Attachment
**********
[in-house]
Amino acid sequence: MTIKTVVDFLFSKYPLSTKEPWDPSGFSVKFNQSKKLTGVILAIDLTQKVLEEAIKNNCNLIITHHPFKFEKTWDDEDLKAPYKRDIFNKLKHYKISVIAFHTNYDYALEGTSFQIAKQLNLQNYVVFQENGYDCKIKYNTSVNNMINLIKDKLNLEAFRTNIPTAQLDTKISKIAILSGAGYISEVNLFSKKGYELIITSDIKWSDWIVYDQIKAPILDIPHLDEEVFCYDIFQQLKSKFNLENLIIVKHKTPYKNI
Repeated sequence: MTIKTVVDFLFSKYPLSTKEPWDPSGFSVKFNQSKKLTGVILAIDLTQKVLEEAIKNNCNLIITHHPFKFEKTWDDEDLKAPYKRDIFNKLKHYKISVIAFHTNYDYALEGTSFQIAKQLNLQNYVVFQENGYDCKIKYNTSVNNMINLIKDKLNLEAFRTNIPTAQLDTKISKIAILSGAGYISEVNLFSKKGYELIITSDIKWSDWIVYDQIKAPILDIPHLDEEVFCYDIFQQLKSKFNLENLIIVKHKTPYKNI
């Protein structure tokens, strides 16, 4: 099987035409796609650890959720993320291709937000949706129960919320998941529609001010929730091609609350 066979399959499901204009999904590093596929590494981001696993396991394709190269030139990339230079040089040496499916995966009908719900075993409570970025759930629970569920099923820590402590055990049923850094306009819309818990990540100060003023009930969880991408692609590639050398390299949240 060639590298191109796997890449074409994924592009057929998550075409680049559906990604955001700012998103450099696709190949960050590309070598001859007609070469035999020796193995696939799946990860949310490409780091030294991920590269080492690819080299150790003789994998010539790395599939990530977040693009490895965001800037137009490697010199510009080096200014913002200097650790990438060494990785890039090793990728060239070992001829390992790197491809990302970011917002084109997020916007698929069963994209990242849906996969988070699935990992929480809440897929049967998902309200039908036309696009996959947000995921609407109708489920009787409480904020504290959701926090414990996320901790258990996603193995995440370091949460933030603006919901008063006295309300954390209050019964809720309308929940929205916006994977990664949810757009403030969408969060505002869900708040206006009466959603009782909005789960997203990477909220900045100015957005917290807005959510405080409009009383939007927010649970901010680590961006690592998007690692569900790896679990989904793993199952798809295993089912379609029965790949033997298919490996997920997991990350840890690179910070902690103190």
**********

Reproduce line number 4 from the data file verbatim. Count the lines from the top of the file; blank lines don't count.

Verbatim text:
């Protein structure tokens, strides 16, 4: 099987035409796609650890959720993320291709937000949706129960919320998941529609001010929730091609609350 066979399959499901204009999904590093596929590494981001696993396991394709190269030139990339230079040089040496499916995966009908719900075993409570970025759930629970569920099923820590402590055990049923850094306009819309818990990540100060003023009930969880991408692609590639050398390299949240 060639590298191109796997890449074409994924592009057929998550075409680049559906990604955001700012998103450099696709190949960050590309070598001859007609070469035999020796193995696939799946990860949310490409780091030294991920590269080492690819080299150790003789994998010539790395599939990530977040693009490895965001800037137009490697010199510009080096200014913002200097650790990438060494990785890039090793990728060239070992001829390992790197491809990302970011917002084109997020916007698929069963994209990242849906996969988070699935990992929480809440897929049967998902309200039908036309696009996959947000995921609407109708489920009787409480904020504290959701926090414990996320901790258990996603193995995440370091949460933030603006919901008063006295309300954390209050019964809720309308929940929205916006994977990664949810757009403030969408969060505002869900708040206006009466959603009782909005789960997203990477909220900045100015957005917290807005959510405080409009009383939007927010649970901010680590961006690592998007690692569900790896679990989904793993199952798809295993089912379609029965790949033997298919490996997920997991990350840890690179910070902690103190």